Americans Support No-Fly Zone and Sanctions in Syria
With the fighting in Syria escalating into Damascus, there is still no consensus among UN Security Council members to push for sanctions or military intervention (as they did for Libya). But for their part, the American public is ready to support limited measures to intervene. Even before the violence spread into Damascus, Americans said they would support U.S. participation in an international effort to enforce sanctions and a no-fly zone in Syria.
The Chicago Council Survey of over 1800 Americans, fielded May 25 through June 8, asked Americans about a series of diplomatic and military options the US could pursue along with its allies to stem the fighting in Syria. Six in ten said they supported increasing economic and diplomatic sanctions against the Syrian regime (63%), and nearly as many said they would support enforcing a no-fly zone over Syria (58%). Beyond these options, there is limited support for sending arms and supplies to anti-government groups in Syria (27%; 67% oppose), bombing Syrian air defenses (22%; 72% oppose) or sending troops into Syria (14%; 81% oppose).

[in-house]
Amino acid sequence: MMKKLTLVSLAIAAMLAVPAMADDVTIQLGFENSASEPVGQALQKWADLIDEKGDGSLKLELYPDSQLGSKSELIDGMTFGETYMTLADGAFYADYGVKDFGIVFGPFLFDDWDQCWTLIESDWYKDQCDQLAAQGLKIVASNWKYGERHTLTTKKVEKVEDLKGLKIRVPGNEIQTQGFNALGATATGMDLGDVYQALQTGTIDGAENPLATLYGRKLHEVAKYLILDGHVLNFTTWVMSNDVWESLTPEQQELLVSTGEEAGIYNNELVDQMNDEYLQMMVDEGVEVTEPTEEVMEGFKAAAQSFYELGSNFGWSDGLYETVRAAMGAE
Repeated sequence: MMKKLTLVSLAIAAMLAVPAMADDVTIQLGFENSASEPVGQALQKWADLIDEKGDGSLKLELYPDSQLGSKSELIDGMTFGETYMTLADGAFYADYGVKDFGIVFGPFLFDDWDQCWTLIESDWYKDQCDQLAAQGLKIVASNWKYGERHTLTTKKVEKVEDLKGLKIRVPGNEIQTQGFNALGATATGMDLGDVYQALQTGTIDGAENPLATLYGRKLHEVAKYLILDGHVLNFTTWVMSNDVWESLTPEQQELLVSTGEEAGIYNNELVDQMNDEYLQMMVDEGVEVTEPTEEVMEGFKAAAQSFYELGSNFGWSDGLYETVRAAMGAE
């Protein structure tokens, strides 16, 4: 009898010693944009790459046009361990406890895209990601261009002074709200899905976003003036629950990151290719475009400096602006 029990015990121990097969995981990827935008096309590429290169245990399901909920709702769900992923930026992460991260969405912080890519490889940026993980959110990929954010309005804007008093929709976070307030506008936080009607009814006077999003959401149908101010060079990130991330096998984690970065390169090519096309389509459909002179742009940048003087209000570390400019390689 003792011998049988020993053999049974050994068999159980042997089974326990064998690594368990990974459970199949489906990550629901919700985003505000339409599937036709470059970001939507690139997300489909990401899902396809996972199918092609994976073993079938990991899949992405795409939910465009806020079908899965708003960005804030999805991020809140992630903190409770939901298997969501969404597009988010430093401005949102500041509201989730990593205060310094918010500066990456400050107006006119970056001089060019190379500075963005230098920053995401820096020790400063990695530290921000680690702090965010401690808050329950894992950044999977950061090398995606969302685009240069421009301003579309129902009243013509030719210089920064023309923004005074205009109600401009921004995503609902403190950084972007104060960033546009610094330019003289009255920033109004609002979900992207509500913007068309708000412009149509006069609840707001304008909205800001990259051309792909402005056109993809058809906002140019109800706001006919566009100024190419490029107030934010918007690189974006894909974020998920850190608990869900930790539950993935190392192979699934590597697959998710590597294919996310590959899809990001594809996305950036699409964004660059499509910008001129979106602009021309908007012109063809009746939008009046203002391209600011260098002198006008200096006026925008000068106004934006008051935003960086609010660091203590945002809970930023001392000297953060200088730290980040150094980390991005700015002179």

In contrast to many other issues, support for these actions crosses partisan affiliation: majorities among Republicans, Democrats and independents all support economic and diplomatic sanctions and a no-fly zone. Conversely, majorities across political party identification oppose other options.
Dina Smeltz, Fellow of Public Opinion and Global Affairs at The Chicago Council, commented that “The experience of Libya has primed American opinion toward the effectiveness of limited and multinational efforts to stem acts of government aggression against civilians. In addition, Chicago Council surveys have consistently shown broad support for multilateral intervention in cases in which a government engages in large scale violations of human rights.”
The most recent UN authorization of military force under Chapter VII, Resolution 1973, imposed strict sanctions and a no-fly zone over Libya. Notably, the air campaign was led by the U.K. and France, rather than the U.S. This approach proved popular with Americans: 79 percent approved of US participation at some level in the Libya operation.
A Note on Methods
This report is based on the results of The Chicago Council’s 2012 biennial survey of public opinion conducted from May 25 to June 8, 2012. The survey probes American attitudes on a wide range of U.S. foreign policy issues. GFK Custom Research conducted the survey for The Chicago Council using a randomly selected sample of 1877 adults age 18 and older from their large-scale, nationwide research panel. The panel is recruited using stratified random digit dialing (RDD) telephone sampling. The margin of error for this survey is +/- 2.5%.
The full report summarizing the findings of the 2012 Chicago Council Survey will be released on September 10. In the meantime, stay tuned for more short releases on thechicagocouncil.org or sign up to receive e-mail alerts about the 2012 Chicago Council Survey.
Contact: Betsy Hushek at email@example.com or (312) 821-7525.